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pyftpd - ftp daemon with advanced features…  more info»


Documentation is not quite finished yet.

pyftpd is a is a multiplatform (currently tested only on linux, hurd, 
solaris, hp/ux, NetBSD and windows95/98/NT/2000) ftp daemon written in
python. It can work under normal user account and does not require any
special rights to start. Thanks to the modular design, there are
possible many different authentification schemes, most notably anonymous
user authentification, authentification from internal database of users
(these are virtual users, independent from the operating system users),
and authentification against PAM[1].

pyftpd uses its own permission modules, and can pinpoint user
permissions down to a simple file and simple ftp operation.

pyftpd uses python threads; if your python interpreter was compiled
without thread support, it will use forking instead, with limited
functionality (limiting number of simultaneously logged users and some
other options won't work). If neither threads nor fork is available,
pyftpd will serve just one connection at a time.

You can start pyftpd from inetd, it should automatically recognize it,
with similar restrictions to forking.

The main pyftpd configuration is in file Configuration for
additional modules is in files You can change
configuration either by editing appropriate file, or by running
graphical configuration tool (Tkinter required). Configuration tool for file is called, configuration tools for
other modules are called When you launch, in the window you are configuring only the list
of authentification modules (Edit button is a bit misleading - it does
not edit, but rather replace the module with another one). Global
options are accessible via the Option button.

You should include at least one auth_* module and exactly one fs_* module.
And it is probably a good idea to include optional *list module,
because the built-in LIST command gives just basic output format,
which most GUI ftp clients cannot grok.

To configure individual modules, you have to run appropriate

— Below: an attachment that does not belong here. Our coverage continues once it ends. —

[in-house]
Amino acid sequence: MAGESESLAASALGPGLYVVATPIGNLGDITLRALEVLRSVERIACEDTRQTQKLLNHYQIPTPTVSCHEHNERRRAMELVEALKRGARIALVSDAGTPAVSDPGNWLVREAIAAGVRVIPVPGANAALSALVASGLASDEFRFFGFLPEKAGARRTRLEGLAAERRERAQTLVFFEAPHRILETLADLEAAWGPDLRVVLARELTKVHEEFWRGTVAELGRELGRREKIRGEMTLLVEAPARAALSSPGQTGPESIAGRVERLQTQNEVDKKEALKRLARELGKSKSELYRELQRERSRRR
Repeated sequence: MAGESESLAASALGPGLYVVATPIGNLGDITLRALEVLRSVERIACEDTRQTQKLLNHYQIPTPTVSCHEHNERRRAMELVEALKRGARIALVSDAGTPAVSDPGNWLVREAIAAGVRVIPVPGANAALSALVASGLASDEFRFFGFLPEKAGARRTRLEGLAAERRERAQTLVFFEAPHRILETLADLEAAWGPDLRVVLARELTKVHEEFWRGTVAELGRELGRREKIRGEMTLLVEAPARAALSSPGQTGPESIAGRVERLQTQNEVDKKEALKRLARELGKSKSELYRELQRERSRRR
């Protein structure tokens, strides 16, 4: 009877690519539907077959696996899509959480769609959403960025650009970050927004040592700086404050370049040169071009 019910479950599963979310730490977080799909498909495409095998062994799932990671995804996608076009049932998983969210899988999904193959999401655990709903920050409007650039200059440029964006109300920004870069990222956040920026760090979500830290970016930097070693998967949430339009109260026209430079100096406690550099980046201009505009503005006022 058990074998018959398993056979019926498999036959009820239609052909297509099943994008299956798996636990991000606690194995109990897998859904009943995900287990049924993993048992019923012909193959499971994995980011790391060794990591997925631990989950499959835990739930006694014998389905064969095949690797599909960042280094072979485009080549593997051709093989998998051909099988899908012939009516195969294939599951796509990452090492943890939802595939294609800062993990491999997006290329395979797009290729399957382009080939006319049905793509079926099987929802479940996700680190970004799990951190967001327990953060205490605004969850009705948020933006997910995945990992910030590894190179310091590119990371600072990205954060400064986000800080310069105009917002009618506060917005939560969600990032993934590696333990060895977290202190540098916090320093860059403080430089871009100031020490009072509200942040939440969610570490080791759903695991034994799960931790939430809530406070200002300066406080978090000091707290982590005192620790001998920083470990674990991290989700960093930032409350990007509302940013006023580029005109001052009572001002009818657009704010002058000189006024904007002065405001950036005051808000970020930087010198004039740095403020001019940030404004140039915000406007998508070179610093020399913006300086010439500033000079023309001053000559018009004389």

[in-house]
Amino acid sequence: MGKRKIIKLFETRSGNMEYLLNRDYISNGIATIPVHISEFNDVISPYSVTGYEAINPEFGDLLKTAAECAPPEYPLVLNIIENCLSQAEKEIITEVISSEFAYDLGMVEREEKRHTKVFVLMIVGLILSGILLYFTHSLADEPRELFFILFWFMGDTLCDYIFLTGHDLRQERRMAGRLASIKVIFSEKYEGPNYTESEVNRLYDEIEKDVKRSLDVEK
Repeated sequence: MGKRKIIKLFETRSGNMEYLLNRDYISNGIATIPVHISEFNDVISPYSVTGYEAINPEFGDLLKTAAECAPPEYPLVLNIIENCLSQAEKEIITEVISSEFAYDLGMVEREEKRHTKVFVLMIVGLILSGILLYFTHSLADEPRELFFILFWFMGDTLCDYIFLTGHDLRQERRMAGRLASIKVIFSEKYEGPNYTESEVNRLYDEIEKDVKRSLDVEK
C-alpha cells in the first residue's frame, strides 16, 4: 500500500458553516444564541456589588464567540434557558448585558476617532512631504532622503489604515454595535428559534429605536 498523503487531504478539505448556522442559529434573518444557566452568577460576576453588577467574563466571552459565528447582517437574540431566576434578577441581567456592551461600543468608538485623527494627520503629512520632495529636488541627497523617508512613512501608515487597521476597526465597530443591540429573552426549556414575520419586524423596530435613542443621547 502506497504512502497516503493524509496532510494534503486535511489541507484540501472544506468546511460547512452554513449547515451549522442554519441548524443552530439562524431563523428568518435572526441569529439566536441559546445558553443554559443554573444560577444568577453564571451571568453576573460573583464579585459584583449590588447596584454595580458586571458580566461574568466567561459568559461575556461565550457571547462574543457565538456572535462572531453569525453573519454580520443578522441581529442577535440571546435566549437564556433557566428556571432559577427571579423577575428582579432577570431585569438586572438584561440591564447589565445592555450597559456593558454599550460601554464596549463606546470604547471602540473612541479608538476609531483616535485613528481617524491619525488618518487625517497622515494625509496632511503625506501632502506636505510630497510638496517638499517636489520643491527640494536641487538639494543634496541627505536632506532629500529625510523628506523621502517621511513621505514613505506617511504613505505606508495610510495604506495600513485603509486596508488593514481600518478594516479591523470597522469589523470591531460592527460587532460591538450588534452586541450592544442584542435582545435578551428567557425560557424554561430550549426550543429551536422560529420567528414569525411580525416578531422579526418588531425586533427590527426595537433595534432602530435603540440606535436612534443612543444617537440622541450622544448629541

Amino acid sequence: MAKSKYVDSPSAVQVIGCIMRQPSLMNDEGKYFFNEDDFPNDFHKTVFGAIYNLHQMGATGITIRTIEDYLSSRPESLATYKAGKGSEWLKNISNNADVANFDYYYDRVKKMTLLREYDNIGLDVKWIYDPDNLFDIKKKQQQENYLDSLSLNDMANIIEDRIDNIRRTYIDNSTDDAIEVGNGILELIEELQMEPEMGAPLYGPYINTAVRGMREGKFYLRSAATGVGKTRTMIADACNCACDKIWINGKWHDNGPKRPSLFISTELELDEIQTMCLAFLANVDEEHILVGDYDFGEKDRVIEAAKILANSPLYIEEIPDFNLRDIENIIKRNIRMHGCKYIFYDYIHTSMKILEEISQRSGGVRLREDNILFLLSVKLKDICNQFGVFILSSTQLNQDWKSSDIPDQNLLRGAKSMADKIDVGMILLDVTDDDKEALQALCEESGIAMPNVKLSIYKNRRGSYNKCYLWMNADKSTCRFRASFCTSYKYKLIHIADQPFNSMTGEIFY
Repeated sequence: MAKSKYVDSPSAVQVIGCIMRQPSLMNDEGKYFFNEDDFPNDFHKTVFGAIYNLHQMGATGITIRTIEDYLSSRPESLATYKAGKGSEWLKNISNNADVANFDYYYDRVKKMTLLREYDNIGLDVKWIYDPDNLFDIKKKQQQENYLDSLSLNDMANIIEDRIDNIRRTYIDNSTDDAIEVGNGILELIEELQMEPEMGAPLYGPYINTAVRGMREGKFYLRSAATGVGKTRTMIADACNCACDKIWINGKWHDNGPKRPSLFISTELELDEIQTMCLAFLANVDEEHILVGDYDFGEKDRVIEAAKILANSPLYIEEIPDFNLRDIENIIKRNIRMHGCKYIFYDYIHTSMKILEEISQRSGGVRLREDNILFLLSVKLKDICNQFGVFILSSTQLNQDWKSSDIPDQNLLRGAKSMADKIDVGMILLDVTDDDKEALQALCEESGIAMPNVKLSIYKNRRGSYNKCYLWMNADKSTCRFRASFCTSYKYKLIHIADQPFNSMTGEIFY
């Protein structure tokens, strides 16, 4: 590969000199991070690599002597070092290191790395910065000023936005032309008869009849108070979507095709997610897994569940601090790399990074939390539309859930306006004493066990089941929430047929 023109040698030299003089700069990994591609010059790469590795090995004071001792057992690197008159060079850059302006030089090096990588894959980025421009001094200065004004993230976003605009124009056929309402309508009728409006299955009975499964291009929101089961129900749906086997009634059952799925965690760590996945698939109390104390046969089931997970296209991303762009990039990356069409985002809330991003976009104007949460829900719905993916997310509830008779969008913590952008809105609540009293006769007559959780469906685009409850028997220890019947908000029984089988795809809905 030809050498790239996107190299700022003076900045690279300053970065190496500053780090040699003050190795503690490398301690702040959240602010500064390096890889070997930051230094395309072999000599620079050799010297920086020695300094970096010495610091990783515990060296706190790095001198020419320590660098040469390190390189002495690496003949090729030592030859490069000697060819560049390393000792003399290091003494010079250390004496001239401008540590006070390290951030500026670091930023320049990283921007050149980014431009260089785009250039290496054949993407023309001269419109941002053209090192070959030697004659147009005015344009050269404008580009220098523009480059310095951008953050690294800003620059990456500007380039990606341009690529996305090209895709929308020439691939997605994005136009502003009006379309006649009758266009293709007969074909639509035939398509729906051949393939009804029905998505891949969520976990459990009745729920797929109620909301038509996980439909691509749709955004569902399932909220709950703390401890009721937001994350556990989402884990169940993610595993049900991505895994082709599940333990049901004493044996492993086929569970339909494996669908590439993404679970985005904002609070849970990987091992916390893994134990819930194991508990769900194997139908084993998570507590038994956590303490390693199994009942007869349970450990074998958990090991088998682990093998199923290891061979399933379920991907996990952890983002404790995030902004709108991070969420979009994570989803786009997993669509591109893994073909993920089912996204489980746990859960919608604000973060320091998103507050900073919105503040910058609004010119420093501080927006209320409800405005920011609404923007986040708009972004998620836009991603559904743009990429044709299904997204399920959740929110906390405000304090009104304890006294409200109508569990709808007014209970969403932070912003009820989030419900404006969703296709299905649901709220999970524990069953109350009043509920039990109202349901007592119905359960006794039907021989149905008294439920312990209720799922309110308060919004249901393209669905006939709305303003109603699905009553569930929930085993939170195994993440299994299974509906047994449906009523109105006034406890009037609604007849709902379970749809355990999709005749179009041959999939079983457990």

conf_*.py scripts.

On virtual and real paths: Path to a file or directory, as seen on the
disk, is a real path. 
However, path as visible to ftp clients can be mangled in some ways[2].
The mangled visible path is called virtual path, and this is the path
you enter as Initial dir or in cwd_module or in perm_acl_module.

On performance: pyftpd, when possible, uses multiple threads, which
means it manages the memory (which is the decisive factor when serving
many clients) in quite an efficient way. As an example, on my Debian
Linux with python 1.5.2, idle server takes 1564kB RAM, of which 588kB is
shareable with eventual other python interpreter. Each connected client
takes additional 44kB memory, and some more kB when up/downloading a
file (this is configurable via sbufsize and rbufsize options). Compare
with proftpd 1.2.0, which (in standalone mode) takes 532kB (not counting
libc and other system libraries) and each connected client takes
additional 312kB memory. Or with wu-ftpd, which takes 492kB memory, and
each connection takes additional 344kB. This is due to multithreaded
model of pyftpd, compared to forking of other daemons.

On the other hand, there is a little nice single-threaded ftp server,
using non blocking sockets and poll, called betaftpd
(, which takes 220kB
memory, and each connections takes additional 12kB. This shows up the
efficiency of C over python :-).

[1] It is currently not quite functioning. 

[2] Since version 0.8, you can use virtual filesystem, having nothing
    to do with real filesystem.
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